New hypersonic missiles could save the U.S. Air Force’s ailing force of B-1 Lancer heavy bombers from a possible early retirement.
After decades of hard use, the B-1s are in poor material condition and badly in need of upgrades. Modification programs and extensive depot maintenance have tied up many of the swing-wing bombers. Others are idle while awaiting spare parts.
Just seven of the 62 B-1 bombers were fully mission-capable in July 2019, South Dakota senator Mike Rounds revealed. The low readiness rate -- one of the lowest across the Air Force’s fleet -- has weighed on the service’s plans for its bomber force.
The Air Force is developing the new B-21 stealth bomber as a replacement for the B-1s as well as for the flying branch’s 20 B-2s. The Air Force is upgrading 76 B-52 bombers for service alongside the B-21.
The service hopes to acquire at least 100 B-21s starting in the mid-2020s. If, as widely expected, the Pentagon approves an expansion of the bomber force, the Air Force either would have to buy more B-21s or hold on to existing B-1s and B-2s.
At present, the plan is for the B-1s gradually to leave service starting in the 2020s. “Once sufficient numbers of B-21 aircraft are operational, B-1s will be incrementally retired,” said Maj. Emily Grabowski, an Air Force spokesperson. “No exact dates have been established.”
But the advent of new Mach-5 “hypersonic” munitions could motivate the Air Force to keep B-1s a few years longer, Aaron Mehta reported for Defense News. “Gen. Timothy Ray, the head of Air Force Global Strike Command, seemed to throw his support behind keeping the B-1 around for quite some time,” Mehta wrote. “In fact, in Ray’s mind, the B-1′s capabilities might expand.”
“Ray emphasized that while the B-21 is slowly spinning up, he can’t afford to lose any capability. Indeed, Ray seemed to posture toward keeping the B-1 over the long term.”
There are modifications to the Lancer that would add new capabilities relevant in an era of great power competition.
In August , the Air Force held a demonstration of how the B-1 could be modified to incorporate four to eight new hypersonic weapons by shifting the bulkhead forward from a bomb bay on the aircraft, increasing the size inside the plane from 180 inches to 269 inches. That change allows the loading of a Conventional Rotary Launcher, the same system used inside the B-52, onto the B-1.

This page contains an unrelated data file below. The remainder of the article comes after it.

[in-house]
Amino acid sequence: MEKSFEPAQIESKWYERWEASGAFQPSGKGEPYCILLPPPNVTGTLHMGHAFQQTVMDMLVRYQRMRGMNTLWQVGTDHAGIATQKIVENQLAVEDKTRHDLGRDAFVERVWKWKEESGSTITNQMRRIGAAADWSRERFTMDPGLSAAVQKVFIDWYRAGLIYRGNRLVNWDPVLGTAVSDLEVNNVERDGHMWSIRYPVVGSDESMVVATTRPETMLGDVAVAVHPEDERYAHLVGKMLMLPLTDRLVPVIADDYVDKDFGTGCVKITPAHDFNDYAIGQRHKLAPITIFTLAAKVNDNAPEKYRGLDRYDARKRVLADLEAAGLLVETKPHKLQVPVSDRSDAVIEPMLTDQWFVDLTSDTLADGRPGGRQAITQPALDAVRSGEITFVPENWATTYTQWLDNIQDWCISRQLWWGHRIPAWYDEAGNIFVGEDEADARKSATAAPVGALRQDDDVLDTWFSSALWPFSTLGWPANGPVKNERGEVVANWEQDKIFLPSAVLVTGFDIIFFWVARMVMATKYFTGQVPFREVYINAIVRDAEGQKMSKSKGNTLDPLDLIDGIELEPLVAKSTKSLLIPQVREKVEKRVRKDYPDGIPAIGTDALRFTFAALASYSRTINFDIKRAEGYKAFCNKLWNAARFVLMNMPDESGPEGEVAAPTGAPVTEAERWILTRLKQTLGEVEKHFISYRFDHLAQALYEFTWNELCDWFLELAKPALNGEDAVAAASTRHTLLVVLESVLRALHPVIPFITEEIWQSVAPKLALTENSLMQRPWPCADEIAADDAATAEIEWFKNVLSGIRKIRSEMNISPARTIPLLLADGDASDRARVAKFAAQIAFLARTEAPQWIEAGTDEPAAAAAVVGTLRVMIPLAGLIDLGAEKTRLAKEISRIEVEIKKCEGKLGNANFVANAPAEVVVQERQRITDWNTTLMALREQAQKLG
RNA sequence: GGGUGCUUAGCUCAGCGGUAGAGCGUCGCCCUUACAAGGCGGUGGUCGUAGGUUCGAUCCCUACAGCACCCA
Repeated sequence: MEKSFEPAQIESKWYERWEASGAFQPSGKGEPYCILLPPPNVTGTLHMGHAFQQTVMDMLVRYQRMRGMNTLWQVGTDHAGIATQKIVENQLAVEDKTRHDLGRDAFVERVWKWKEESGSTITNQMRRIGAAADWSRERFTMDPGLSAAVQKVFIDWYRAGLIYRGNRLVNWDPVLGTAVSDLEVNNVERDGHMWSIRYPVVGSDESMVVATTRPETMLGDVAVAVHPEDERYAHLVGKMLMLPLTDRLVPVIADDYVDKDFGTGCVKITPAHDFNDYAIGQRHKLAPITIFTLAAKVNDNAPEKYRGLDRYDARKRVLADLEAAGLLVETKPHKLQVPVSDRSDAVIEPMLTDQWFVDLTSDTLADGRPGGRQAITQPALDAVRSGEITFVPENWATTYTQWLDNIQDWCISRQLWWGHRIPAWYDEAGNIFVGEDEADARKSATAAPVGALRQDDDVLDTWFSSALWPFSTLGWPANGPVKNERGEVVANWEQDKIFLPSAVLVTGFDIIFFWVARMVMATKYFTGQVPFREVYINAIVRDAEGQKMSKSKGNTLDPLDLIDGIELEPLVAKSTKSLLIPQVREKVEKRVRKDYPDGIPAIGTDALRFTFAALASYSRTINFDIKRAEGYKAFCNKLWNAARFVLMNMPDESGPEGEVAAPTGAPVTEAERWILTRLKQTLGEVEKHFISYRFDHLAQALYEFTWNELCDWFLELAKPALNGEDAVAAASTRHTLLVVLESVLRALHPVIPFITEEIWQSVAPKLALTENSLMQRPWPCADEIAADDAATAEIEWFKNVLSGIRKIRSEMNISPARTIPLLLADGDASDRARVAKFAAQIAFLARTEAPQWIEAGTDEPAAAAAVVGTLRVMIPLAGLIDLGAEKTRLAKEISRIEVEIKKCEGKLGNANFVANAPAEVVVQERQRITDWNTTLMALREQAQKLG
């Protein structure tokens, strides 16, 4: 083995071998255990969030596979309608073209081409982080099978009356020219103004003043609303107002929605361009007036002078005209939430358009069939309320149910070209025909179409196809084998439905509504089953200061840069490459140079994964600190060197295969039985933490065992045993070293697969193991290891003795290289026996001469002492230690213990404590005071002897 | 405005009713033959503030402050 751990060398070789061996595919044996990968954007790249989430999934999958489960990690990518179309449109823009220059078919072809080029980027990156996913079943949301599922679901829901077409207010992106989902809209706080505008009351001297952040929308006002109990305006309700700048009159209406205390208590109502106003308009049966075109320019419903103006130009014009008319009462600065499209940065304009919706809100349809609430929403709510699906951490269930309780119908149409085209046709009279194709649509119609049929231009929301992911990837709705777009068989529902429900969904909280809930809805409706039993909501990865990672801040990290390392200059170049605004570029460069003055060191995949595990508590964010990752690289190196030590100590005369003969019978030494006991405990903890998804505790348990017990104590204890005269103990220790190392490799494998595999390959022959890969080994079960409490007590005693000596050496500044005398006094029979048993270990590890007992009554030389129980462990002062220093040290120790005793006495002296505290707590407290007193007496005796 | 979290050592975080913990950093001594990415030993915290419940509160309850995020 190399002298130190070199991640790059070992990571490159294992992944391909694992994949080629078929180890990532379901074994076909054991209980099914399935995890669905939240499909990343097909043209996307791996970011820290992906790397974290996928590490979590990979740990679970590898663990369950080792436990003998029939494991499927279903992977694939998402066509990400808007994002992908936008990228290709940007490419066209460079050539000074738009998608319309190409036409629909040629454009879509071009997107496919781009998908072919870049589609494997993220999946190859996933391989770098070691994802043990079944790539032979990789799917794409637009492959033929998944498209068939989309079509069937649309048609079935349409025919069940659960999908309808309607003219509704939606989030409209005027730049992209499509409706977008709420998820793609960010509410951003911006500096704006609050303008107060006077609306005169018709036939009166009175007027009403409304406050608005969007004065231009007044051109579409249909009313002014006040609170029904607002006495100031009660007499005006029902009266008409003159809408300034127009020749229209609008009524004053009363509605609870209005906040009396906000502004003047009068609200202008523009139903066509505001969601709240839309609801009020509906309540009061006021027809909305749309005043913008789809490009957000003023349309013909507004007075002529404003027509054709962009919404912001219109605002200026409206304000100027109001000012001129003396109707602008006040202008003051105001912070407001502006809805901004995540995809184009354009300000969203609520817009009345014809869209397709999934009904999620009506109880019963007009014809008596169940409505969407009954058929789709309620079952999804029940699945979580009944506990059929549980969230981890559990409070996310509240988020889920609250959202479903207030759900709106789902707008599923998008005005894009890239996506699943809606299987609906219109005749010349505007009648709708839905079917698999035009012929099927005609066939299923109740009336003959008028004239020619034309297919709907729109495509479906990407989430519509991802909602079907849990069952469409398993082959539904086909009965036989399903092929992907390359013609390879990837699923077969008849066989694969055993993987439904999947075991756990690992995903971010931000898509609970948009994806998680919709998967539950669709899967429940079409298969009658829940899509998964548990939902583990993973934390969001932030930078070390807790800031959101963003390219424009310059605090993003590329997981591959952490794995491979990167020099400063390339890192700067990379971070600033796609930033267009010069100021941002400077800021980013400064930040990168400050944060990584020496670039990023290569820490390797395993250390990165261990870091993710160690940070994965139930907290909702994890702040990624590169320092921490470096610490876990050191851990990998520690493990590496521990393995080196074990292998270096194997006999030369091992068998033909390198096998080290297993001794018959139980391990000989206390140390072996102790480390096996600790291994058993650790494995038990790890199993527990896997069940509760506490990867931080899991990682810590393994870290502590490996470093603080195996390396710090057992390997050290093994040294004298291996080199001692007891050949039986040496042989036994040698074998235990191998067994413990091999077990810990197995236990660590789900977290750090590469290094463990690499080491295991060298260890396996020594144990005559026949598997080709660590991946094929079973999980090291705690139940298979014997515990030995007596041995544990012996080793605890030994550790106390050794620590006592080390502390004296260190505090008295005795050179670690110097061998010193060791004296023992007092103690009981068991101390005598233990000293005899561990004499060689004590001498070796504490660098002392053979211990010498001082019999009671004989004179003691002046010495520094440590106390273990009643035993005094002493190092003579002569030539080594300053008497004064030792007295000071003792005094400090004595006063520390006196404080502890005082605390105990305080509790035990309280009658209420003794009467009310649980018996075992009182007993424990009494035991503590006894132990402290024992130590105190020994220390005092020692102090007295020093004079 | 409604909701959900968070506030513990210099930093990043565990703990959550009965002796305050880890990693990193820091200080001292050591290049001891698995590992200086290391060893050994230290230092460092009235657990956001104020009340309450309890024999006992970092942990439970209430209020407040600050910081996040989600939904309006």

According to an Air Force release, first reported by Military.com, the bulkhead change is temporary, giving the B-1 flexibility based on its mission. Overall, the internal bay could be expanded from 24 to 40 weapons, per the service. In addition, the testers proved new racks could be attached to hardpoints on the wings.
“The conversation we’re having now is how we take that bomb bay [and] put four potentially eight large hypersonic weapons on there,” Ray said. “Certainly, the ability to put more JASSM-ER [Joint Air-to-Surface Standoff Missile Extended Range] or LRASM [Long Range Anti-Ship Missile] externally on the hardpoints as we open those up. So there’s a lot more we can do.”
Expansion of the B-1’s mission set hinges on the type being safe to fly. An Air Force official told Air Force magazine that the Lancer’s poor condition in part resulted from the way the service operated the bombers over Iraq and Afghanistan.
“An Air Force official said the B-1 has been flying too many missions with wings swept forward for slow flight, as a ‘flying vending machine’ of weapons for troops requiring support on the ground, when it was designed to fly fast at low altitudes with its wings swept back,” Air Force reported. “That caused too much stress on the wings, and on their attach and sweep mechanisms.”
That’s changing, Ray said.
The Air Force must complete “full scale fatigue testing” on the B-1, but “the good news is, how we’re going to operate is going to be different from what we’re doing in Iraq and Afghanistan, and we’re going to be operating like we’re assigned,” meaning doing the mission the jet was meant to do, Ray said.
Operating stand-downs of the jet have been put to good use. At Dyess [Air Force Base], Texas, Ray noted, “we had 1,400 discrepancies” on the aircraft. “We’re now down to 400, heading toward 200.” USAF now has “total confidence” in the egress systems, and the time compliance change order on the system will be finished “by the end of October , much faster than we thought.” Required depot maintenance is also “not as extensive as we thought.”